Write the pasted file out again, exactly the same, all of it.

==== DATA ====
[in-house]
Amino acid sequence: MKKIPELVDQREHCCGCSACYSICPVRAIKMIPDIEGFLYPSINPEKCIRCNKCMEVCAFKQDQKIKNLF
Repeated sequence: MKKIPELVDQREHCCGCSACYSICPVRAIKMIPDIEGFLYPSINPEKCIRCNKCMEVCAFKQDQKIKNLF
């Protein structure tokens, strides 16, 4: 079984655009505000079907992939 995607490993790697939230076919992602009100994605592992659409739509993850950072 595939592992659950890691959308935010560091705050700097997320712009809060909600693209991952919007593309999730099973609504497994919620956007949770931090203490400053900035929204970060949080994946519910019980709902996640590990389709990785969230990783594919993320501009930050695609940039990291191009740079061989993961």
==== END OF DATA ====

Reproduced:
[in-house]
Amino acid sequence: MKKIPELVDQREHCCGCSACYSICPVRAIKMIPDIEGFLYPSINPEKCIRCNKCMEVCAFKQDQKIKNLF
Repeated sequence: MKKIPELVDQREHCCGCSACYSICPVRAIKMIPDIEGFLYPSINPEKCIRCNKCMEVCAFKQDQKIKNLF
């Protein structure tokens, strides 16, 4: 079984655009505000079907992939 995607490993790697939230076919992602009100994605592992659409739509993850950072 595939592992659950890691959308935010560091705050700097997320712009809060909600693209991952919007593309999730099973609504497994919620956007949770931090203490400053900035929204970060949080994946519910019980709902996640590990389709990785969230990783594919993320501009930050695609940039990291191009740079061989993961």